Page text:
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I've set belt tension to manual specs on a couple of bikes that sang afterward. It just required a very slight loosening of the belt to stop the noise. With a new belt sometimes the engine is quiet until it gets warmed up then you can hear the belt begin it's sound. That's a good indication it's just a bit tight because when the engine is cold the belt will be a bit slack compared to when the engine is at operating temp. I don't believe the noise comes from the cam bearings but more likely just the belt vibrating under tension. With the proper tension you should be able to press about 1/4-3/8" of slack on the long or pulling side of the belt.
That deflection measurement alone could actually reflect a pretty large range of actual belt tension depending on how much belt slack is left on the bottem. With the engine turned in such a way that all the slack is on the top, I'd say those measurements are plenty tight. I usually go for more like .5 inches.

I do agree that belts tighten significantly as the engine gets hot. You can pretty easily observe this leaving the covers off and running the bike until hot...comparing belt tension before and after.
 

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That deflection measurement alone could actually reflect a pretty large range of actual belt tension depending on how much belt slack is left on the bottem. With the engine turned in such a way that all the slack is on the top, I'd say those measurements are plenty tight. I usually go for more like .5 inches.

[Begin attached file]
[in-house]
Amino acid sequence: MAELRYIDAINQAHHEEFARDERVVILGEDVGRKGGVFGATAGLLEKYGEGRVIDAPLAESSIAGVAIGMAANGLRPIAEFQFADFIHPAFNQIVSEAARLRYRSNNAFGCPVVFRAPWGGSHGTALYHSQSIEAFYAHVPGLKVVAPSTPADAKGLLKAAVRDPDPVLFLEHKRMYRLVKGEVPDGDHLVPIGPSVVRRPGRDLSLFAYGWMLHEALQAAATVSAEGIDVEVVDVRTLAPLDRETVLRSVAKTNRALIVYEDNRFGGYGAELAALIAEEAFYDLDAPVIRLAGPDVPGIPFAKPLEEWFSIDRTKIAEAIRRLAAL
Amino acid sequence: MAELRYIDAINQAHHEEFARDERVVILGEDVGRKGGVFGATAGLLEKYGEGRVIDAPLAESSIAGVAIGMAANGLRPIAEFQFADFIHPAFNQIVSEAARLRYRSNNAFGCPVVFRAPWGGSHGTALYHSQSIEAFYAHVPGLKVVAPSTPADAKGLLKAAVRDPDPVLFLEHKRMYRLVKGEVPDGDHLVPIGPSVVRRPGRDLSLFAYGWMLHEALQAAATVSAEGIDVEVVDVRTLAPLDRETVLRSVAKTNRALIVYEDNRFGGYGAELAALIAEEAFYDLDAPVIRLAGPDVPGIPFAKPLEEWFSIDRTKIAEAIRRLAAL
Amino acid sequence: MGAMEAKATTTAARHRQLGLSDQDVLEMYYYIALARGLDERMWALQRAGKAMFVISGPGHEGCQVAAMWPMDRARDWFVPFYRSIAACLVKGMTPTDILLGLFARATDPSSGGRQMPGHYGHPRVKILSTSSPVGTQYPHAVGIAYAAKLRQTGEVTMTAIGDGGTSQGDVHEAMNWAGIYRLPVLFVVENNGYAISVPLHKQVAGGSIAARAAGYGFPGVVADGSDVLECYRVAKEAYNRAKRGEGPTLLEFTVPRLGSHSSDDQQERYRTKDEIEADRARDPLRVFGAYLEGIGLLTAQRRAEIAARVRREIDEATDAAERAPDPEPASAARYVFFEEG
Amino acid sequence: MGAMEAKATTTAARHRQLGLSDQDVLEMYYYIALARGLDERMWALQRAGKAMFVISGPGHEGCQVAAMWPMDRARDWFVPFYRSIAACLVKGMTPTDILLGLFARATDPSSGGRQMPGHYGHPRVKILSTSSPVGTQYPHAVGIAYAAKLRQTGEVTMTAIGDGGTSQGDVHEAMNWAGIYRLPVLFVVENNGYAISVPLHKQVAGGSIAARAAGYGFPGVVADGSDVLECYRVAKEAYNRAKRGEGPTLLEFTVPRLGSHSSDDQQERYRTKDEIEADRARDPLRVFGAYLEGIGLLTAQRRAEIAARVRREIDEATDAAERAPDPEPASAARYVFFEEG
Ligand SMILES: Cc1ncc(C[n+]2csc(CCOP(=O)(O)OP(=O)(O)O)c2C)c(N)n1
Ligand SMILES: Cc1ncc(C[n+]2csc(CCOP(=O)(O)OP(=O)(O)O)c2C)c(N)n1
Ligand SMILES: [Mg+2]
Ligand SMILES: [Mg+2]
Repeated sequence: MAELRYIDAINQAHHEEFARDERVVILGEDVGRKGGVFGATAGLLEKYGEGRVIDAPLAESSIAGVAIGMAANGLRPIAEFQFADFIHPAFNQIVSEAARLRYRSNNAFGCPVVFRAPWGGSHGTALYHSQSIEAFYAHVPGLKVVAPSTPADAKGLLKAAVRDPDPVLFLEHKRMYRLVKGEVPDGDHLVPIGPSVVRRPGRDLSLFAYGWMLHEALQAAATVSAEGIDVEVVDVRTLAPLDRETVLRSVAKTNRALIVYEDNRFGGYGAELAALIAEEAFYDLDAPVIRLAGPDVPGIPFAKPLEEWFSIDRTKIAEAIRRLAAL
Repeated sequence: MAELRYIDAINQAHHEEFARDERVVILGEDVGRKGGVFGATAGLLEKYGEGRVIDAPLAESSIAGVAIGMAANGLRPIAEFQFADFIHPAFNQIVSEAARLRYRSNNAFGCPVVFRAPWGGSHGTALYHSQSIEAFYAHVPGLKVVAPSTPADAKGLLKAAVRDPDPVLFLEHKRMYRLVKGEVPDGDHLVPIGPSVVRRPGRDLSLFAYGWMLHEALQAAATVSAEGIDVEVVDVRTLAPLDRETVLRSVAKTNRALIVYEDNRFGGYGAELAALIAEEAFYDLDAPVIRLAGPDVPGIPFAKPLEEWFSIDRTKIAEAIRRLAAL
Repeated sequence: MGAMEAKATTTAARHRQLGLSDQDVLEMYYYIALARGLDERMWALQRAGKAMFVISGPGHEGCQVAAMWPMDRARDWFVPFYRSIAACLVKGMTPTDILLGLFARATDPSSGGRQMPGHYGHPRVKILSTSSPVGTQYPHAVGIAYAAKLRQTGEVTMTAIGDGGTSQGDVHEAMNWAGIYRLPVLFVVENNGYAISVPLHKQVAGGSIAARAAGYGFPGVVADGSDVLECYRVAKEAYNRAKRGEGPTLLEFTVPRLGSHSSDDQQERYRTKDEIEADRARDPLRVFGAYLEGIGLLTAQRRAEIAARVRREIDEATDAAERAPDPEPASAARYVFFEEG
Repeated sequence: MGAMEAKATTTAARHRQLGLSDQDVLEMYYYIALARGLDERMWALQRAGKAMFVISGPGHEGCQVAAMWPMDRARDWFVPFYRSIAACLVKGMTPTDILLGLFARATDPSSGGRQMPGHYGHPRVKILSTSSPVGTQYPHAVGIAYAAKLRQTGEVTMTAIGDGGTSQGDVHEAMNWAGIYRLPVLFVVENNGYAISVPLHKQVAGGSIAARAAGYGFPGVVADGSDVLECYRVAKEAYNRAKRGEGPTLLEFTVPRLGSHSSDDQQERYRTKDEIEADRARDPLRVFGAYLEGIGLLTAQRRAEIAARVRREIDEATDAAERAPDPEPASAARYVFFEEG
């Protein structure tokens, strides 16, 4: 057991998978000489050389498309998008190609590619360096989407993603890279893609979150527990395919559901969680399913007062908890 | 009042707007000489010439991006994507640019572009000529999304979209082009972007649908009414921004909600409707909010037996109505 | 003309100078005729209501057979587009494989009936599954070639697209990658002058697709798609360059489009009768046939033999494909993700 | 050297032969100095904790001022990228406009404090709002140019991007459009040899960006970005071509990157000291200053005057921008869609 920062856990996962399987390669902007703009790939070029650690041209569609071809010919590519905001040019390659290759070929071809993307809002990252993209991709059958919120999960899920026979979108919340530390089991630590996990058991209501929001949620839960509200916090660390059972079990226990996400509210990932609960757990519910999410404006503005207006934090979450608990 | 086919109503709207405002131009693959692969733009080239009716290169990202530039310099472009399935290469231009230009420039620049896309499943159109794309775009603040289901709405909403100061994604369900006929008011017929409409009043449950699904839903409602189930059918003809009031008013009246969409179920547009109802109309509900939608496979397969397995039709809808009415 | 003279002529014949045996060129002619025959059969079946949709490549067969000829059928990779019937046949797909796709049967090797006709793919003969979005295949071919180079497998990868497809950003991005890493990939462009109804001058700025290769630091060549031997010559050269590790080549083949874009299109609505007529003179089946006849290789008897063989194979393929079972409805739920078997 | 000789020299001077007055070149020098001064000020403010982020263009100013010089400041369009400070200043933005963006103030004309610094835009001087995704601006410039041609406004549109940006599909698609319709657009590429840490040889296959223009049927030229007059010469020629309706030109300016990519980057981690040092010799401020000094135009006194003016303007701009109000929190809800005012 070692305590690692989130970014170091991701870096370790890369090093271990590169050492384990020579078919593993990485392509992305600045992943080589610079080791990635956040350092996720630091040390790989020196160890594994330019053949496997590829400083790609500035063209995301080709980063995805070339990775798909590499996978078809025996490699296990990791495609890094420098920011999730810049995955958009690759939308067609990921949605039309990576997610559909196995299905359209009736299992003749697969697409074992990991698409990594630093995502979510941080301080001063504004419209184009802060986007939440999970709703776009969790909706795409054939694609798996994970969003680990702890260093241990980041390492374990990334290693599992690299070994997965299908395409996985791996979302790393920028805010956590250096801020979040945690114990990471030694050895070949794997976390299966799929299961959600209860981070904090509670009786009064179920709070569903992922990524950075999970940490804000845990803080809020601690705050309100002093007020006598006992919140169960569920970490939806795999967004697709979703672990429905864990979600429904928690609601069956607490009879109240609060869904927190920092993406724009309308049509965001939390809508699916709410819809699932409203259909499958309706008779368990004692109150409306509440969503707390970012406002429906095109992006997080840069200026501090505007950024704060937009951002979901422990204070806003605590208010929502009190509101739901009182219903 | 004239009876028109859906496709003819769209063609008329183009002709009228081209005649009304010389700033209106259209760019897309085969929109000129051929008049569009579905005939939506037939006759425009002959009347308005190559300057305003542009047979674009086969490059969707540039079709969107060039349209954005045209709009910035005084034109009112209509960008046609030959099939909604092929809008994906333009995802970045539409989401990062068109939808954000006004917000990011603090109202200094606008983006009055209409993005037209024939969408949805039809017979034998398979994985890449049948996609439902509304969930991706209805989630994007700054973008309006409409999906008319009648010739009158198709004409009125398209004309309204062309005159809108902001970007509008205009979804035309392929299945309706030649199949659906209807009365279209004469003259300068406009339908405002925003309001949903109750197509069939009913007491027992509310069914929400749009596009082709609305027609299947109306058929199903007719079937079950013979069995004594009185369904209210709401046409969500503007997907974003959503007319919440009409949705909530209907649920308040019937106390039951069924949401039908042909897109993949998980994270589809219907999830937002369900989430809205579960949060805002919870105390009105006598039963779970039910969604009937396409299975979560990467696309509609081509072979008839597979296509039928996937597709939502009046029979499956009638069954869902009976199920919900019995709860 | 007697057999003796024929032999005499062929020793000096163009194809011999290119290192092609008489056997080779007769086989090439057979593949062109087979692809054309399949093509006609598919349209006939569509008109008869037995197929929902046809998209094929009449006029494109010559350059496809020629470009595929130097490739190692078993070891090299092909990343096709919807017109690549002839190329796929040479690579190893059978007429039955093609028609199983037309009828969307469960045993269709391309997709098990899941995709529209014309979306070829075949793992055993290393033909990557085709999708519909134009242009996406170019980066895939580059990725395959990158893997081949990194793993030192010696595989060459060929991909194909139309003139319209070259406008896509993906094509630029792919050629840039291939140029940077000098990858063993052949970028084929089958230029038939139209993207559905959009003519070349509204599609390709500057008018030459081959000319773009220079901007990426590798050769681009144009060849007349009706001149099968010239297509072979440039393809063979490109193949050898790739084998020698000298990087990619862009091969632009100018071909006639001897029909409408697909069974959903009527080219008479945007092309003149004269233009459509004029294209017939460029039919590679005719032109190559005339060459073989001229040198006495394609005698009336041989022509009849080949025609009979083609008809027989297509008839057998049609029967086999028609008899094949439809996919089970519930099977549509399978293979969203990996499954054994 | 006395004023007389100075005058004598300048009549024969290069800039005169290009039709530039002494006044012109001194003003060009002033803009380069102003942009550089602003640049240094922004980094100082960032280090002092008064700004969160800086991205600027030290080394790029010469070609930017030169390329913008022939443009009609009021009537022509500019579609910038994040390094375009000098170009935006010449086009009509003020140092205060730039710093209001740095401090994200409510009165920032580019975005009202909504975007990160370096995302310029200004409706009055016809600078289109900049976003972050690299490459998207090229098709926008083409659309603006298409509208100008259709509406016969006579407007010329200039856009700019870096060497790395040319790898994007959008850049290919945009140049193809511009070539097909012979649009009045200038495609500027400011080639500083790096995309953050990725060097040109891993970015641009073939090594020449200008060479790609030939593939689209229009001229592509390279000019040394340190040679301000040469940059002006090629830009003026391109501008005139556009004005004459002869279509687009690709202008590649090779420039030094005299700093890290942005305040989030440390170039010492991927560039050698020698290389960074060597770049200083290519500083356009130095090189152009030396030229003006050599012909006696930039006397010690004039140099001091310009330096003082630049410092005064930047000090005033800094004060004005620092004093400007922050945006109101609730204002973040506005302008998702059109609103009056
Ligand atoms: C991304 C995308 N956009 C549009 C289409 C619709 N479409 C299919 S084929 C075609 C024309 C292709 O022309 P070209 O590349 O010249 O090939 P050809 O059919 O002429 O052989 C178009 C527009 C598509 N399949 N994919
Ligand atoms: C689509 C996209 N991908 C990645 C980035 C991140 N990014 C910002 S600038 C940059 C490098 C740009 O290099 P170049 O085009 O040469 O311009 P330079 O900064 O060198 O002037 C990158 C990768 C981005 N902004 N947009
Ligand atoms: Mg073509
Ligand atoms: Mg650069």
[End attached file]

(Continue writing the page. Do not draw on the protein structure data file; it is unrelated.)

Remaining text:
I'm guessing that you don't read manuals.:?
 

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...A good way to tell if they are set correctly is (with the bike NOT running) to twist the belt on the opposite side of the tensioner when there is tension on that side of the belt. You should be able to twist it with your fingers to about 90*. If you can't get to 90 than its too tight, if more than 90 its too loose...
+1... Using this method, the belt feels way too lose, yet it actually works perfect. I had to do mine 3x the first time, before the local shop suggested this method... Before that, I tried setting them per the manual, yet they kept coming out too tight and singing at 3k rpm.
 

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The main thing about belt tension is that it's snug enough not to flap or whip and loose enough not to sing.
 

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Discussion Starter · #17 ·
I 'm thinking that this next spring when it warms up in my garage again, I have 2 tires to replace anyway, I will get into the timing belt deal again ; inspect everything again & loosen up the belts a tad to not make noise and ease up on the bearings. After all , the originals had 19-20mm slack in them and the bike was running fine. I will set them to something in the middle of that and the much less factory spec. tension. In a few years I will then re-inspect . I won't wait to do it after 21 years the next time !